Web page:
Highway to Health

Improving Your Running Posture

When it comes to running form, posture is key, and mastering correct posture is critical for two reasons. Firstly, correct posture and form will improve your efficiency as a runner and reduce the risk of injury. Secondly—and this is even more important—you want to look good out there because, let’s face it, one of your ex-boyfriends or girlfriends is going to see you eventually, and you don’t want to look like shit. 

Photography & Video: Ben Murphy

Model: Aneka

Now, that was a pretty okay little gag I just did, but believe it or not, this is the trick I use to make sure I’m adopting correct running form. I’ll be running along, thinking about whatever, and then suddenly, I’ll remember Tiffany, and I’ll straighten up, pull my shoulders back, and do my best to appear Kenyan. 

This is a good technique, but it might not work for you because, who knows, maybe you’re not a vain idiot. But even if you don’t give a toss what your ex might think of your running form, you need to give a toss for yourself, and you need to check out these four exercises we recommend to strengthen your back and core and improve your posture. Run tall, run strong, don’t be silly.

Disclaimer 1: these are not the ONLY exercises out there, and this is not meant to be a guide to perfect form. But we like these exercises and it wouldn’t kill you to try them out.

Disclaimer 2: As always, do not do any of this stuff before consulting your doctor or ayahuasca spirit animal.

Disclaimer 3: I would never date someone named ‘Tiffany’.

I’ll remember Tiffany, and I’ll straighten up, pull my shoulders back, and do my best to appear Kenyan. 

Banded Face Pulls

Correct posture is important when you’re running, walking, or sitting at your desk googling people you went to school with to see if they got fat, but it’s particularly important when running because that’s when hunched shoulders are going to land you an injury of some kind. Banded Face Pulls will strengthen the muscles in your back and naturally pull your shoulders back, making you stand taller. If you already have awesome posture, skip this one, but for the rest of us, this is really the best. 

Grab a resistance band (a good resistance band that won’t snap and take your eyes out) and attach it to something sturdy and immovable. Attach it a little bit higher than your head and stand with your feet a little wider than hip-width. Adjust the distance between you and the thing you’ve anchored the band to, making sure there’s tension in the band (don’t make it too difficult to pull, though). Now, chest out, core tight, arms extended, slowly draw the band out and back with an overhand grip so that your fists holding the band are coming toward either side of your face; engage and rotate the shoulders open and focus on bringing your shoulder blades together. Hold the band at your nose, then slowly extend your arms back out. Be careful not to lean back and use your body weight to pull the band. That’s cheating. Three sets of 10 to 15. 

Superman Extensions

Now that we’ve tackled your upper back and shoulders, we need to have a look at the mid to lower back. Looking at the video here, you wouldn’t think Superman Extensions are a great way to strengthen the back and improve overall posture, but wait till you get down on the floor and do a couple yourself. Oof. Superman Extensions strengthen the postural muscles in the back (and glutes) to help you maintain an upright running posture. Lay face down on the floor (you know, like Superman), hands out in front of you, palms facing down, then you just lift your chest, arms, face, feet, and legs off the floor, squeezing your shoulder blades together and resting on your belly/groin for a beat, and then slowly lowering yourself back down. Be sure to keep your gaze on the floor, as looking up may cause you to crane your neck and hurt your silly little self. Ten reps, three sets.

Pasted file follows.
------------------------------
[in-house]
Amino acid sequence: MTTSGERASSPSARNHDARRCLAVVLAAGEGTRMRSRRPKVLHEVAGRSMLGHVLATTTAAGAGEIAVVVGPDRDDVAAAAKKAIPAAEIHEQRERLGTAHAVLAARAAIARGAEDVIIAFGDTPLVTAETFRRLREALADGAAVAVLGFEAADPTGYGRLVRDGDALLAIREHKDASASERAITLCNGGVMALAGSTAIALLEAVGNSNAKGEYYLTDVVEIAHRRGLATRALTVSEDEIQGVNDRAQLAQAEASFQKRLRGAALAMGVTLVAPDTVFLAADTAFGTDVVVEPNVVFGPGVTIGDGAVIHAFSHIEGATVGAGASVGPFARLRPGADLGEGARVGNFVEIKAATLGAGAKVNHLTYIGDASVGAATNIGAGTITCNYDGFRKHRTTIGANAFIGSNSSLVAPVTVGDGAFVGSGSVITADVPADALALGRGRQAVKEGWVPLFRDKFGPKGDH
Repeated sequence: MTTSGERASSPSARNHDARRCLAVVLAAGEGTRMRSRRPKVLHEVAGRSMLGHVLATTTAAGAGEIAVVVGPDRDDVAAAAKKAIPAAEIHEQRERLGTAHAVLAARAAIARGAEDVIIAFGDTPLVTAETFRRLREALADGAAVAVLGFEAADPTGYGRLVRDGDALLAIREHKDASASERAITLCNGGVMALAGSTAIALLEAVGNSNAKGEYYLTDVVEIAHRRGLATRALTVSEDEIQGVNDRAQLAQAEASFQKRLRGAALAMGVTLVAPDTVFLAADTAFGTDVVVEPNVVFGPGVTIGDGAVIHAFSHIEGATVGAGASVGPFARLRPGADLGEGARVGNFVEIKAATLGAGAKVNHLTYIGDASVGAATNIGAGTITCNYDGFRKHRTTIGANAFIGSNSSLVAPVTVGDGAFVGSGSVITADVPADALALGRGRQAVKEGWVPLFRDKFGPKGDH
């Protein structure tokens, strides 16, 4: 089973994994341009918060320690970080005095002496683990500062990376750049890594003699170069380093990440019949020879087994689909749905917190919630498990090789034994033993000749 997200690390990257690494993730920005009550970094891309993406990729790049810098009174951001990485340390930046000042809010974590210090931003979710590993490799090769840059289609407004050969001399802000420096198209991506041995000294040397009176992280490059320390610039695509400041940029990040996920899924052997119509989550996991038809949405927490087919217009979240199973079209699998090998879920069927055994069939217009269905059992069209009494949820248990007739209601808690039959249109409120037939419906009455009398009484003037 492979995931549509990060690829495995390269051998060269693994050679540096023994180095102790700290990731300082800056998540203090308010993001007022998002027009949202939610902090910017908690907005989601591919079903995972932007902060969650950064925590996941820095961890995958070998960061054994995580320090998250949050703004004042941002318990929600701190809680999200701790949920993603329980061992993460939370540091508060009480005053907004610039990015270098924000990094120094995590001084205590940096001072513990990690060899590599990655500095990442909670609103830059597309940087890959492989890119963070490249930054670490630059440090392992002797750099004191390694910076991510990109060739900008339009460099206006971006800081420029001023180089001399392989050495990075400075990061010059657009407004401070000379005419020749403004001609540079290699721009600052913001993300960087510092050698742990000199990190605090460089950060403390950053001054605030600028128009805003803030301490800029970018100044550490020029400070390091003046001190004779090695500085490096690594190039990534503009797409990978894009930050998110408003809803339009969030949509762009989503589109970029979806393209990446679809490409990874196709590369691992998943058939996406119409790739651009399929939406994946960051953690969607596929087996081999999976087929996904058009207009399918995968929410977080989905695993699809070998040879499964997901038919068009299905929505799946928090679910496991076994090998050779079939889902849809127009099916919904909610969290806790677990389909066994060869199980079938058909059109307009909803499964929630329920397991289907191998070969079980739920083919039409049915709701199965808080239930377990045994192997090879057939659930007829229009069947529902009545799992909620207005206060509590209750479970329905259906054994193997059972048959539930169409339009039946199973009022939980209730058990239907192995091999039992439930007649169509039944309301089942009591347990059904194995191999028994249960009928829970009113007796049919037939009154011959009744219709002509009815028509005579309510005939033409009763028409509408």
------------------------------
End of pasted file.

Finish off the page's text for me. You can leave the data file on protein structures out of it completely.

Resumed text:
Leg Raises

This one is great for strengthening the front of your back (your abs) and your hip flexors, and it looks even easier than the Superman thing we just did, and yet it is not so easy. But it is a good way to strengthen your hip flexors, which is a group of muscles that are notorious for strains and tears. Did Mother Nature fuck us over a bit with the hip flexors? Yes, she did. But you can strengthen them by laying on your back with your arms by your sides, palms facing down (under your butt if you want), and, with your ankles pinned together, lifting your legs off the floor and up as close to vertical as possible, then slowly lowering them again until they’re just off the floor, then repeating. Try to keep your lower back touching the floor throughout the movement. It will naturally arch, but if you can pull it back down, you’ll be doing yourself a favor. 


For real. Push-ups, when done correctly, will not only strengthen the muscles in your shoulders and upper back, but they’ll also reinforce your core. That’s what we need to do here—get you a bulletproof core so you run tall and don’t sag like an old saggy thing. Now, everyone knows how to do push-ups, but they’re pretty easy to get wrong. You need to roll your hips and tuck your butt so you’ve got a nice straight line from your ankles to your head, your wrists need to be under your shoulders (you can go wider or narrower to target your chest or whatever, but we’re just doing regular push-ups), and your shoulder blades should come together at the bottom, and then separate at the top. Don’t let your elbows flare out to the sides too much; you want them pointing as backward as you can, and don’t let your head drop, or your teeth fall out. 

Get stuck into these four different exercises and let us know if you notice a difference in your posture and running form. They should help. If they don’t, it’s your fault.